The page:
Sunday, September 25, 2016

Machairoceratops: Beast of the Week

This week we will be looking at another recently discovered horned dinosaur.  Enter Machairoceratops cronusi!

Machairoceratops was a ceratopsian dinosaur, which means it was in the same group as the more famous, Triceratops.  Within this group, however, it was more closely related to Diabloceratops and NasutoceratopsMachairocearatops' name translates to "Bent Knife Horned Face".  This is in reference to the shape of the two horns that grew from the top of the dinosaur's frill.  The species name, "cronusi" is after the mythical Greek god, Cronus, who cut off his dad's testicles with a curved sword.  (Next time you think your family has drama, remember that.)  In life, Machairoceratops would have been a plant-eater.  It lived in what is now Utah, USA, during the Cretaceous period, about 77 million years ago.  From beak to tail it would have measured about twenty feet long based on the skull. (Only the skull was found.)

Two rival Machairoceratops use their horns to lock into one another as they engage in a shoving match.

Like its relatives, Machairoceratops had a beak, a frill behind its head, and horns...very unique horns.  I know I say "unique" a lot in reference to ceratopsians, but it holds true!  Especially when it comes to this genus.  The two horns on the top of the frill curve forward and downward.  Frill horns aren't unheard of ceratopsians...but this exact orientation and curvature combined with their length, is.  It also had one horn over each eye which curved slightly upwards.  Due to the fragmentary remains of the skull, we sadly don't know what kind of horn ornamentation Machairoceratops had over its snout, if any at all.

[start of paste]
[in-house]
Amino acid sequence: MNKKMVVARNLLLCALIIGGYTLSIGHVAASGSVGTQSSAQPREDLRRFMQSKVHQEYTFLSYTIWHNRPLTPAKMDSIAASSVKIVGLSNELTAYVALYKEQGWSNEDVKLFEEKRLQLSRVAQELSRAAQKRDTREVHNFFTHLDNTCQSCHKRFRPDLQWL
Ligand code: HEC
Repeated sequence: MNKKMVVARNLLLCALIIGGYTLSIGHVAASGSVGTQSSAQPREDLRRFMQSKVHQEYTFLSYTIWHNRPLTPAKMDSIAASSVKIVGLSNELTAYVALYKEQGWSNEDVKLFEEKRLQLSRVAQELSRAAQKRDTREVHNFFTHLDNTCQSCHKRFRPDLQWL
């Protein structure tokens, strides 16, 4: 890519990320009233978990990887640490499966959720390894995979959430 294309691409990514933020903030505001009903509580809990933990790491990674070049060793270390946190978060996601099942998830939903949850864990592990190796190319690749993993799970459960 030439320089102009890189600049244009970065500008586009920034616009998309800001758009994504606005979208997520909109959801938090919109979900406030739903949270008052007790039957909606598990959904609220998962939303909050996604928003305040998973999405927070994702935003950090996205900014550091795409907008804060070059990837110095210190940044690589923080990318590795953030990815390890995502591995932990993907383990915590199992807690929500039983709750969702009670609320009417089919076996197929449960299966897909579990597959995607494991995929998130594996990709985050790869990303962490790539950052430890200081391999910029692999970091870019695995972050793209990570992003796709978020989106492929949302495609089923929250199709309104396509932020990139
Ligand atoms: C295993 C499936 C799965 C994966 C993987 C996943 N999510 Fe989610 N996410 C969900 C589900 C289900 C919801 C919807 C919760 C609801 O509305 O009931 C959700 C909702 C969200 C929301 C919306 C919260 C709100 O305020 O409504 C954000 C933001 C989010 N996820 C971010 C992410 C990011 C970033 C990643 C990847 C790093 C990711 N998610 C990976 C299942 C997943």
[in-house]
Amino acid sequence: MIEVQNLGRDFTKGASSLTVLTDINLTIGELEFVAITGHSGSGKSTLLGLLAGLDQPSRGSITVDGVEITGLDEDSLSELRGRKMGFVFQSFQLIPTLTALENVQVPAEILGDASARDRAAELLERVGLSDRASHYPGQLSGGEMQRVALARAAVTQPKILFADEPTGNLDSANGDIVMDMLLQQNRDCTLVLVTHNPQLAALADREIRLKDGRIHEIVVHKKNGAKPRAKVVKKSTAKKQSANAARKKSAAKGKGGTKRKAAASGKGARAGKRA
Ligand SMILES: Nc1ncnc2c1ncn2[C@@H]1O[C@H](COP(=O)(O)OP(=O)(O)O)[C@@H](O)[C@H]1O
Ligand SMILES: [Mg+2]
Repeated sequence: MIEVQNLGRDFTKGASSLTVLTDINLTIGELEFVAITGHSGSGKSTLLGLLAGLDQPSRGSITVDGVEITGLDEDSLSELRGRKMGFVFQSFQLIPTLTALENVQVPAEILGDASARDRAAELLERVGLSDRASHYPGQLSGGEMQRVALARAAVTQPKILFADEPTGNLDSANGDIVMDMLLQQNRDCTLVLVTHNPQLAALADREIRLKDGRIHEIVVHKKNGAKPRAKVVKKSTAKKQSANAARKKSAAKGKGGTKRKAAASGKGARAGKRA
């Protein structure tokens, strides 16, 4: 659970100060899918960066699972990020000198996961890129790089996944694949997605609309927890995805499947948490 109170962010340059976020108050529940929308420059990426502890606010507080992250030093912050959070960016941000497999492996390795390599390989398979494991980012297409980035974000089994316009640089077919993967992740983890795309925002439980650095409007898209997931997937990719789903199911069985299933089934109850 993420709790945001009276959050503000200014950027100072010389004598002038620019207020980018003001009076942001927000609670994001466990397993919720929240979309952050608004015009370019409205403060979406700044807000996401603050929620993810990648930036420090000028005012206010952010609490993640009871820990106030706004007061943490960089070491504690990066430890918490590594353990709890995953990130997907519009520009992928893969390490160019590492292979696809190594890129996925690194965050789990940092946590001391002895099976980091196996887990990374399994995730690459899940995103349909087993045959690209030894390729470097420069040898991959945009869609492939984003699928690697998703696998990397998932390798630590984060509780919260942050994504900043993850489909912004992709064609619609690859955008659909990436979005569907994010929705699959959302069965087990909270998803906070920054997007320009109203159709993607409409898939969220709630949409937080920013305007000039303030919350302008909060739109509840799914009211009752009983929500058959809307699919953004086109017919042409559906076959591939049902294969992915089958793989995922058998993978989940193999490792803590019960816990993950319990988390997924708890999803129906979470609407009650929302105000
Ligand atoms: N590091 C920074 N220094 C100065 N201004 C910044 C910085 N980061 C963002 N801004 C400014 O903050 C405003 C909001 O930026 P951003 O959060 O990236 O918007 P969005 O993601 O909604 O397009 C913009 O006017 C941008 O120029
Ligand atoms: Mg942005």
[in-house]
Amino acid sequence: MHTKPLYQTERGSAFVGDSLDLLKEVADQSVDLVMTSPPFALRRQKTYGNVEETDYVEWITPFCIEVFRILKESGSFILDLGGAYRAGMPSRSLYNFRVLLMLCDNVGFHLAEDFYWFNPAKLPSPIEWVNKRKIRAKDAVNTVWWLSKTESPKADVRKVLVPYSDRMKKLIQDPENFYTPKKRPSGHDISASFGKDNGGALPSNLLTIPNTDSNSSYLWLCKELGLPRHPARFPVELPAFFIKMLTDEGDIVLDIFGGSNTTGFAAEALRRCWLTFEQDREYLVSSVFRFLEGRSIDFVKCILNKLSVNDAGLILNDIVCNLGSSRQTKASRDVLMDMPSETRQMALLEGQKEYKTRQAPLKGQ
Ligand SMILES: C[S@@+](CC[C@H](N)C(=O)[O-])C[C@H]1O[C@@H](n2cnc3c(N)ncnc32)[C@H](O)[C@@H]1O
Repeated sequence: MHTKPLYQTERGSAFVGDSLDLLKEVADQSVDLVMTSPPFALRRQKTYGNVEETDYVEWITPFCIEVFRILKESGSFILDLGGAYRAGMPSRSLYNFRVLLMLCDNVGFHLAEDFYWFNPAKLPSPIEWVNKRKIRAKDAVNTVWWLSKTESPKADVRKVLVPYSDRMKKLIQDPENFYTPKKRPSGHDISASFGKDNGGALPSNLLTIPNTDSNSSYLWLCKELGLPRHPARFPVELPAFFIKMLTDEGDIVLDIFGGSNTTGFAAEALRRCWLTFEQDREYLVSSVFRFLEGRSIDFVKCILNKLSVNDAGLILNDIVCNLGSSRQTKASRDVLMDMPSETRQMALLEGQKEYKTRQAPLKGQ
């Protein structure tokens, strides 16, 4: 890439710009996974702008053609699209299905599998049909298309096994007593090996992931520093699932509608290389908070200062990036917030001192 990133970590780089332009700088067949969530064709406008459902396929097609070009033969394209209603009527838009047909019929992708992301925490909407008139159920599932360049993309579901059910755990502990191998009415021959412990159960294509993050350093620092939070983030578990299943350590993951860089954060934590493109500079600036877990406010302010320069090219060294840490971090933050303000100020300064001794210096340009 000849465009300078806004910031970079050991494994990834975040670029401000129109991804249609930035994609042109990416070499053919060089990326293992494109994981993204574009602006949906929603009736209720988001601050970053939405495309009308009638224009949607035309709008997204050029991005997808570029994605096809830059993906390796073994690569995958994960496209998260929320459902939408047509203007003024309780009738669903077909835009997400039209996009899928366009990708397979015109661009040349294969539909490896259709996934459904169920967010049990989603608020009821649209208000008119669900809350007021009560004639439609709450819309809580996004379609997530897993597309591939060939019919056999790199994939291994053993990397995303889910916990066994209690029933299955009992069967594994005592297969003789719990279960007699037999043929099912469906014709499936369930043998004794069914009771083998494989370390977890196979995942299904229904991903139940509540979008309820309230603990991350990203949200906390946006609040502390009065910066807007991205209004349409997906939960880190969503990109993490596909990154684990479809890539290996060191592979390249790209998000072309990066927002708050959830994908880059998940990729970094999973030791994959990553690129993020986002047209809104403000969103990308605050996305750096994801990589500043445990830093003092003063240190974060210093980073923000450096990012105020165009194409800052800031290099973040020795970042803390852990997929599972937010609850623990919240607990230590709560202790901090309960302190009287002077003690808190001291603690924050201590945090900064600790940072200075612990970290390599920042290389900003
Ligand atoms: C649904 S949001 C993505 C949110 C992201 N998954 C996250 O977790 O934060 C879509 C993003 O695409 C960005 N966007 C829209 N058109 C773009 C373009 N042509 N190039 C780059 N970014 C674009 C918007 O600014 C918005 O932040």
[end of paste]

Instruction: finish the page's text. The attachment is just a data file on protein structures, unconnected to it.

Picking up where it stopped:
Known fossil material from Machairoceratop's skull.  Image is from the paper by Eric K. Lund, Patrick M. O’Connor, Mark A. Loewen, Zubair A. Jinnah, referenced below.

As is the case with all ceratopsians, we don't know exactly why Machairoceratops' horns and frill evolved the way they did.  But it is very likely it had something to do with interacting with other members of its species.  If ceratopsian horns and frills were purely for defense against predators, they would likely be more uniform from species to species.  But this isn't the case.  Typically, when a variety of different, but related animals have the same sort of trait that is unique in form to each species, it has to do with some sort of intraspecies communication, like sexual display.  Just look at modern songbirds and their variety of colors and calls, or ungulates and their horns/antlers as modern comparisons. When it came to Machairoceratops, I felt that the overall shape that the brow and frill horns made together looked like it might serve well for combating rivals in head-to-head pushing behavior.  The antlers of modern reindeer also form this forward-facing crescent form, and they use them similarly.  Can I prove this was exactly how Machairoceratops used its horns?  Of course not.  But it's possible and also fun to think about.

That is all for this week!  As always please feel free to comment below or on our facebook page!


Eric K. Lund, Patrick M. O’Connor, Mark A. Loewen and Zubair A. Jinnah (2016). "A New Centrosaurine Ceratopsid, Machairoceratops cronusi gen et sp. nov., from the Upper Sand Member of the Wahweap Formation (Middle Campanian), Southern Utah". PLoS ONE. 11 (5): e0154403.


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